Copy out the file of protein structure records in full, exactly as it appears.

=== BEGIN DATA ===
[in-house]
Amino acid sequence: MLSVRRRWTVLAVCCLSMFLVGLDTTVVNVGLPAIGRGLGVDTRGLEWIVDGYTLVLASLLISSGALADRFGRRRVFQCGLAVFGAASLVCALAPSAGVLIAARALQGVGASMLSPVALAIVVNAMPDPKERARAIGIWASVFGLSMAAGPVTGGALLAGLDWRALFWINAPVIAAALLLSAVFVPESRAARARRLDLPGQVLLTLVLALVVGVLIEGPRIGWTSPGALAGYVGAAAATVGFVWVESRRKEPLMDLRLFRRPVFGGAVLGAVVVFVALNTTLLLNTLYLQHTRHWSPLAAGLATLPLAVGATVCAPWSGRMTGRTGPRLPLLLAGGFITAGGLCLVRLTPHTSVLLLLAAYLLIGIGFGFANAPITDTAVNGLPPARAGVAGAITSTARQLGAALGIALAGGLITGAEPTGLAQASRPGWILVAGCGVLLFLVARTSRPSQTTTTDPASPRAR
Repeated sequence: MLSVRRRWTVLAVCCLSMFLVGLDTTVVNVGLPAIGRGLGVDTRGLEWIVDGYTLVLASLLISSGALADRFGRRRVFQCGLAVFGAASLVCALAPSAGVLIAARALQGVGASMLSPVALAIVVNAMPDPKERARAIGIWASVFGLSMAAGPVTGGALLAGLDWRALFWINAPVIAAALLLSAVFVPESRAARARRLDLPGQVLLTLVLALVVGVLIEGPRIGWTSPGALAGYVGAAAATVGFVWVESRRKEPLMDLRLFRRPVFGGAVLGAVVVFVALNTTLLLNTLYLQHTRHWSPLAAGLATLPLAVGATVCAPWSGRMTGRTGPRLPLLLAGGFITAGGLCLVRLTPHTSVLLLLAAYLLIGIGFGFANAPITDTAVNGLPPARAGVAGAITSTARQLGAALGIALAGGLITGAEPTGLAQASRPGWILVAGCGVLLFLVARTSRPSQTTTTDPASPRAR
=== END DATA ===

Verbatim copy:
[in-house]
Amino acid sequence: MLSVRRRWTVLAVCCLSMFLVGLDTTVVNVGLPAIGRGLGVDTRGLEWIVDGYTLVLASLLISSGALADRFGRRRVFQCGLAVFGAASLVCALAPSAGVLIAARALQGVGASMLSPVALAIVVNAMPDPKERARAIGIWASVFGLSMAAGPVTGGALLAGLDWRALFWINAPVIAAALLLSAVFVPESRAARARRLDLPGQVLLTLVLALVVGVLIEGPRIGWTSPGALAGYVGAAAATVGFVWVESRRKEPLMDLRLFRRPVFGGAVLGAVVVFVALNTTLLLNTLYLQHTRHWSPLAAGLATLPLAVGATVCAPWSGRMTGRTGPRLPLLLAGGFITAGGLCLVRLTPHTSVLLLLAAYLLIGIGFGFANAPITDTAVNGLPPARAGVAGAITSTARQLGAALGIALAGGLITGAEPTGLAQASRPGWILVAGCGVLLFLVARTSRPSQTTTTDPASPRAR
Repeated sequence: MLSVRRRWTVLAVCCLSMFLVGLDTTVVNVGLPAIGRGLGVDTRGLEWIVDGYTLVLASLLISSGALADRFGRRRVFQCGLAVFGAASLVCALAPSAGVLIAARALQGVGASMLSPVALAIVVNAMPDPKERARAIGIWASVFGLSMAAGPVTGGALLAGLDWRALFWINAPVIAAALLLSAVFVPESRAARARRLDLPGQVLLTLVLALVVGVLIEGPRIGWTSPGALAGYVGAAAATVGFVWVESRRKEPLMDLRLFRRPVFGGAVLGAVVVFVALNTTLLLNTLYLQHTRHWSPLAAGLATLPLAVGATVCAPWSGRMTGRTGPRLPLLLAGGFITAGGLCLVRLTPHTSVLLLLAAYLLIGIGFGFANAPITDTAVNGLPPARAGVAGAITSTARQLGAALGIALAGGLITGAEPTGLAQASRPGWILVAGCGVLLFLVARTSRPSQTTTTDPASPRAR